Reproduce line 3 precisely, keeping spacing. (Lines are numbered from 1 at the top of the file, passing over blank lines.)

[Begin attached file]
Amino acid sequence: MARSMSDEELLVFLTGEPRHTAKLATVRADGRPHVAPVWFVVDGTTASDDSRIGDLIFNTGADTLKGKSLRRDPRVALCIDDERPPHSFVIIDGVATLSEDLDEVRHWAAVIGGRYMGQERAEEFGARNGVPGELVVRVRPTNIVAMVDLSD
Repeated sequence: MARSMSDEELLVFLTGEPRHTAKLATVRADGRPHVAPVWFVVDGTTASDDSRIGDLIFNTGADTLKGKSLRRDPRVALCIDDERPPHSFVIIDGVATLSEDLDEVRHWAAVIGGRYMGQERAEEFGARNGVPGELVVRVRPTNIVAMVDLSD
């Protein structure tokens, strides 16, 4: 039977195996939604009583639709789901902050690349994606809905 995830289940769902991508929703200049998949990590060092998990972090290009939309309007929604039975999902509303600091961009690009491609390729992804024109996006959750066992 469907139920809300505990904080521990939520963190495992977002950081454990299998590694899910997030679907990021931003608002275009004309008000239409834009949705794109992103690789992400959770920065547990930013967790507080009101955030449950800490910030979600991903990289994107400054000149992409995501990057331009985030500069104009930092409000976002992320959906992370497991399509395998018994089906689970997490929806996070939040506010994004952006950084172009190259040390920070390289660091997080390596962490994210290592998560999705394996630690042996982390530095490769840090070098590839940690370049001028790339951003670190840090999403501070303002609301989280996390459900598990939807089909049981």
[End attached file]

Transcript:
């Protein structure tokens, strides 16, 4: 039977195996939604009583639709789901902050690349994606809905 995830289940769902991508929703200049998949990590060092998990972090290009939309309007929604039975999902509303600091961009690009491609390729992804024109996006959750066992 469907139920809300505990904080521990939520963190495992977002950081454990299998590694899910997030679907990021931003608002275009004309008000239409834009949705794109992103690789992400959770920065547990930013967790507080009101955030449950800490910030979600991903990289994107400054000149992409995501990057331009985030500069104009930092409000976002992320959906992370497991399509395998018994089906689970997490929806996070939040506010994004952006950084172009190259040390920070390289660091997080390596962490994210290592998560999705394996630690042996982390530095490769840090070098590839940690370049001028790339951003670190840090999403501070303002609301989280996390459900598990939807089909049981």